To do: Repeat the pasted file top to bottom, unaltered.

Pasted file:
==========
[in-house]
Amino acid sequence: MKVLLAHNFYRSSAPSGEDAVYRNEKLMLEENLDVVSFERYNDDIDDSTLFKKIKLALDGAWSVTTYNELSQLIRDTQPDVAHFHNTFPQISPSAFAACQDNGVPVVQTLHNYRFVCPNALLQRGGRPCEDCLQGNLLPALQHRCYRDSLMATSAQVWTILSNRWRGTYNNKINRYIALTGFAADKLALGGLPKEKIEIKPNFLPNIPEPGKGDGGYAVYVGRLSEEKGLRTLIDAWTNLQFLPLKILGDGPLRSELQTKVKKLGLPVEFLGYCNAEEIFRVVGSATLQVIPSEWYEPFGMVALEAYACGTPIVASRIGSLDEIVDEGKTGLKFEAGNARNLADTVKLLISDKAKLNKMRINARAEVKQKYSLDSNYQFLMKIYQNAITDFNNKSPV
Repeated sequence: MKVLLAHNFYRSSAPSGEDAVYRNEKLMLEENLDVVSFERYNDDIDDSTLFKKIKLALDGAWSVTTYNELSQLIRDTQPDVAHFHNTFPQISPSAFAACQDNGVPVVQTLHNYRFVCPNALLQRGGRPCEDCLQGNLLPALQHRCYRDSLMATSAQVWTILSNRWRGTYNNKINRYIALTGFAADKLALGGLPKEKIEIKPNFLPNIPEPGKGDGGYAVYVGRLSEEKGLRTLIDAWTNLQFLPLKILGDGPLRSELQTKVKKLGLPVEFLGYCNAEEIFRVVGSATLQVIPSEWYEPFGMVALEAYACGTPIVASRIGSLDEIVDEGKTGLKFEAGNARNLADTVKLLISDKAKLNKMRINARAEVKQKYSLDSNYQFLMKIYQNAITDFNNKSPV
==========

[in-house]
Amino acid sequence: MKVLLAHNFYRSSAPSGEDAVYRNEKLMLEENLDVVSFERYNDDIDDSTLFKKIKLALDGAWSVTTYNELSQLIRDTQPDVAHFHNTFPQISPSAFAACQDNGVPVVQTLHNYRFVCPNALLQRGGRPCEDCLQGNLLPALQHRCYRDSLMATSAQVWTILSNRWRGTYNNKINRYIALTGFAADKLALGGLPKEKIEIKPNFLPNIPEPGKGDGGYAVYVGRLSEEKGLRTLIDAWTNLQFLPLKILGDGPLRSELQTKVKKLGLPVEFLGYCNAEEIFRVVGSATLQVIPSEWYEPFGMVALEAYACGTPIVASRIGSLDEIVDEGKTGLKFEAGNARNLADTVKLLISDKAKLNKMRINARAEVKQKYSLDSNYQFLMKIYQNAITDFNNKSPV
Repeated sequence: MKVLLAHNFYRSSAPSGEDAVYRNEKLMLEENLDVVSFERYNDDIDDSTLFKKIKLALDGAWSVTTYNELSQLIRDTQPDVAHFHNTFPQISPSAFAACQDNGVPVVQTLHNYRFVCPNALLQRGGRPCEDCLQGNLLPALQHRCYRDSLMATSAQVWTILSNRWRGTYNNKINRYIALTGFAADKLALGGLPKEKIEIKPNFLPNIPEPGKGDGGYAVYVGRLSEEKGLRTLIDAWTNLQFLPLKILGDGPLRSELQTKVKKLGLPVEFLGYCNAEEIFRVVGSATLQVIPSEWYEPFGMVALEAYACGTPIVASRIGSLDEIVDEGKTGLKFEAGNARNLADTVKLLISDKAKLNKMRINARAEVKQKYSLDSNYQFLMKIYQNAITDFNNKSPV